Sandra Bullock’s latest character, “Calamity” Jane Bodine, is a ruthless political consultant given to rattling off guileful quotes from Sun Tzu and Machiavelli. She’s damn good at her job, tends to pull frat-boy pranks when on a bender and couldn’t care less if she doesn’t have a date lined up. In Hollywood shorthand, she’s as ornery as Paul Newman in Cool Hand Luke and wilier than George Clooney in Ocean’s Eleven. And if Jane Bodine sounds two steps beyond tomboy, that’s because she was a he in the original script for Bullock’s new film, Our Brand Is Crisis, in theaters Oct. 30. Inspired by pugnacious political hit man James Carville, the role called for a swaggering archetype–Clooney was once attached to the part–which is exactly why Bullock wanted it for herself.
For generations, top actresses fed up with playing the adoring wife or eye candy have bemoaned the relative dearth of meaty roles for women–the kind that bring Meryl Streep awards acclaim on an annual basis. Despite Bullock’s Best Actress Oscar for The Blind Side and a worldwide box-office take of nearly $5 billion, she struggled in recent years to find challenging scripts that didn’t ask her to don another spacesuit for a Gravity copycat or play another thorny-on-the-outside but goofy-on-the-inside singleton. Where were all the great roles? Apparently, they were sitting in Clooney’s slush pile. So she asked her agent to start sending her parts written for men.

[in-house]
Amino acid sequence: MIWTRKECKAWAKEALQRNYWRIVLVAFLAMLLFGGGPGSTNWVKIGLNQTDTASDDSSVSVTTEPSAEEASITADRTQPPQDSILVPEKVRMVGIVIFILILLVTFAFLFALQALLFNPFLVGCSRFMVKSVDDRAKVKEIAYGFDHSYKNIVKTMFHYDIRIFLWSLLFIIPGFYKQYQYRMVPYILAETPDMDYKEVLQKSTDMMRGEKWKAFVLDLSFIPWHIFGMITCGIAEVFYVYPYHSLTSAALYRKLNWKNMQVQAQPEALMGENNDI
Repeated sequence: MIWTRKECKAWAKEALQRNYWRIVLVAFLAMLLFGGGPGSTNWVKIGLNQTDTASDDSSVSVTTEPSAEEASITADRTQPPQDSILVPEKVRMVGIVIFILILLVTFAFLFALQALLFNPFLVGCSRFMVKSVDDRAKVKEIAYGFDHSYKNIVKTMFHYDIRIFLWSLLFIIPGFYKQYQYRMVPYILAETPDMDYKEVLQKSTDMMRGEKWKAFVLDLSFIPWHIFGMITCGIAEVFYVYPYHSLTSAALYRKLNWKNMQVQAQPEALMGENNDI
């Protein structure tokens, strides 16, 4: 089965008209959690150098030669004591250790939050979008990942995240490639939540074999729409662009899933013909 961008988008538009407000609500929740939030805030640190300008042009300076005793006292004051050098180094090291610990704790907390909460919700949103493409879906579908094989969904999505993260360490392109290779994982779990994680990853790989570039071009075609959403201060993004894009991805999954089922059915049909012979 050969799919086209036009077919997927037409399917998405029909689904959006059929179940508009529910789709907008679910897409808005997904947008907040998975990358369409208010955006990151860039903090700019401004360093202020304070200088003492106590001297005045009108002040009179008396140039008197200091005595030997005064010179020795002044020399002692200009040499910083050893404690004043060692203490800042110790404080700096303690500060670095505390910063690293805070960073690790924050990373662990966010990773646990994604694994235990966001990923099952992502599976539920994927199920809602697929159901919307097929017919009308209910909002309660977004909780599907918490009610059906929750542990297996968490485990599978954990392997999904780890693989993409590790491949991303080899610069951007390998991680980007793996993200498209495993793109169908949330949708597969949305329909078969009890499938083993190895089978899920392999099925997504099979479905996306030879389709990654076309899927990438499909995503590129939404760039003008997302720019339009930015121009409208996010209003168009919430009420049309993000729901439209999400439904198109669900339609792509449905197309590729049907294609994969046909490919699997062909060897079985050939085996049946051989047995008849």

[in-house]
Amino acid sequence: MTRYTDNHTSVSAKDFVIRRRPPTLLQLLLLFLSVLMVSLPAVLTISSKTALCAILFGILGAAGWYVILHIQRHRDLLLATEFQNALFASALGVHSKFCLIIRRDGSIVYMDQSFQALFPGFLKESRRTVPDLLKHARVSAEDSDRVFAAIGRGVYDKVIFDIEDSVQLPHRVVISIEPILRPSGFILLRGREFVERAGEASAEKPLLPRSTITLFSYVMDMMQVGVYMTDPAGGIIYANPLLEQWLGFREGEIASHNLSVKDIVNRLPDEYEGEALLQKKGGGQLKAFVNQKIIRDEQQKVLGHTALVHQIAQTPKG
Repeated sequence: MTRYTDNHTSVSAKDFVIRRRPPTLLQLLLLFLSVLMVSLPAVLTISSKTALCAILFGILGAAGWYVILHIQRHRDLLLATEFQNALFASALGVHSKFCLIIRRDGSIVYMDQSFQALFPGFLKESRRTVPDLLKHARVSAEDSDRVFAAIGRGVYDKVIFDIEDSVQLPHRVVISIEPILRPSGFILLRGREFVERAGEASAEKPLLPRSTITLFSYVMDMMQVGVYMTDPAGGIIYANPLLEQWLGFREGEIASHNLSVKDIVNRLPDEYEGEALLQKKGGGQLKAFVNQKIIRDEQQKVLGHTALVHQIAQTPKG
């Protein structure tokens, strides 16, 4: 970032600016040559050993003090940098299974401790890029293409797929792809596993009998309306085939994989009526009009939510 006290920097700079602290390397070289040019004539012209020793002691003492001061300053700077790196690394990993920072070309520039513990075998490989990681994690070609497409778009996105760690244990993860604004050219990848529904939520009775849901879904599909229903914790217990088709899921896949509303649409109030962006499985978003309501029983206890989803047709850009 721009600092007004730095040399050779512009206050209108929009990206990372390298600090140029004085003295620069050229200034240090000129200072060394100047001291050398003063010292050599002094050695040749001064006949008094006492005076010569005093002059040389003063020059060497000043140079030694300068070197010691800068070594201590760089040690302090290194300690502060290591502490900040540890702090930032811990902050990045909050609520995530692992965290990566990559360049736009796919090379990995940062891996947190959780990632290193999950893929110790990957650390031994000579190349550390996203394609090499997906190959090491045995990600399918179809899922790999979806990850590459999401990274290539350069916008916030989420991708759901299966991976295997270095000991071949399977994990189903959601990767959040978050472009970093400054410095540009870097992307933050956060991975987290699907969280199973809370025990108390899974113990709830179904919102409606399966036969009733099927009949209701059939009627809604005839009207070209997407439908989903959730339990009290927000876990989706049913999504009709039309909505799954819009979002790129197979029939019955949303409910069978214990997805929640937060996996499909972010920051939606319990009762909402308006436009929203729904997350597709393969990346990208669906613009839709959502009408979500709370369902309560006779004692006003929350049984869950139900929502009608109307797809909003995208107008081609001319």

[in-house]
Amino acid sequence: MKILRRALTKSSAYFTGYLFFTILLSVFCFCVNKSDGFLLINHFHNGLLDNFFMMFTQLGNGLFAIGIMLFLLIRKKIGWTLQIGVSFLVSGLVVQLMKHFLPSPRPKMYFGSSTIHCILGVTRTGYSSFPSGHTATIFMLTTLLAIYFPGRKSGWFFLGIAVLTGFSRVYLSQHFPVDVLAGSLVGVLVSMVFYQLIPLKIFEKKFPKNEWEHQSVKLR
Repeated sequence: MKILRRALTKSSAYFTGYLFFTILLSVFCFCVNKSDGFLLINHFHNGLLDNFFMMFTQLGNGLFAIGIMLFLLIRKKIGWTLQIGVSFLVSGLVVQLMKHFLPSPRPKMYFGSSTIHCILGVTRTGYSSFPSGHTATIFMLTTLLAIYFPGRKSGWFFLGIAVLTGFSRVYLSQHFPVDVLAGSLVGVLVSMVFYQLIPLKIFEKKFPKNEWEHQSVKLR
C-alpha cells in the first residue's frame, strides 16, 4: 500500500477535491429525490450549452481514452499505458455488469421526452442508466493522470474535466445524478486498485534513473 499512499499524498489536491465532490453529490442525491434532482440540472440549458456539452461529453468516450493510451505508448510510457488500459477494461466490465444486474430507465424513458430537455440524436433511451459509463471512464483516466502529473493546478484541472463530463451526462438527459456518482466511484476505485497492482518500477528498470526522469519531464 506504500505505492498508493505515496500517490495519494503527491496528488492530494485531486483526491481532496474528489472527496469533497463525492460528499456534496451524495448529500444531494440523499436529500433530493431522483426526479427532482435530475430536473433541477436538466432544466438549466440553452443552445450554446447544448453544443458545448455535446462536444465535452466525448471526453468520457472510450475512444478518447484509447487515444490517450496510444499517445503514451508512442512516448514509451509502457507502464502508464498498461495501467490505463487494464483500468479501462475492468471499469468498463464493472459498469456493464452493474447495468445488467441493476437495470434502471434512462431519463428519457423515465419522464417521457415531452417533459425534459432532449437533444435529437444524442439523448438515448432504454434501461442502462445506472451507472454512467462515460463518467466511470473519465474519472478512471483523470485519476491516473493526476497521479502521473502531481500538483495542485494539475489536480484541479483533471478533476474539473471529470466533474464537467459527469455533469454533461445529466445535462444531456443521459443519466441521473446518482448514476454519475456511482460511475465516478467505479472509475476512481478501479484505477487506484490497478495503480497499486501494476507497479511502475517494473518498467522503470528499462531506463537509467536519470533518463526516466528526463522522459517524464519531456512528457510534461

“I thought of it a couple years ago before I did The Heat, when I was looking for comedies,” Bullock says on a recent morning at the Four Seasons in Beverly Hills, sipping tea with Our Brand Is Crisis producer Grant Heslov and director David Gordon Green. “I said, ‘I want to do what Jim Carrey’s doing.’ I was looking for something he didn’t want.”
Consider that sentence: despite being one of the most bankable actresses in the world, Bullock wanted to scoop up the crumbs from Carrey’s banquet table. Imagine the parts women merely nominated for Oscars must be offered.
It’s not just an issue of character depth; it’s one of sheer volume. Among last year’s 100 top-grossing films, 12 featured female protagonists. Of all the speaking characters, only 30% were women, according to research from Martha Lauzen at San Diego State University, who began issuing an annual “Celluloid Ceiling” report in 1998 to lay bare Hollywood’s gender gap.
Now 51, an age at which Hollywood generally starts relegating actresses to secondary roles such as high school principal, judge or grandmother, Bullock didn’t have much to lose by approaching producers with her flip-the-script scheme. “I figured, What are they going to say? No? I hear no a lot. I’m used to it.” – TIME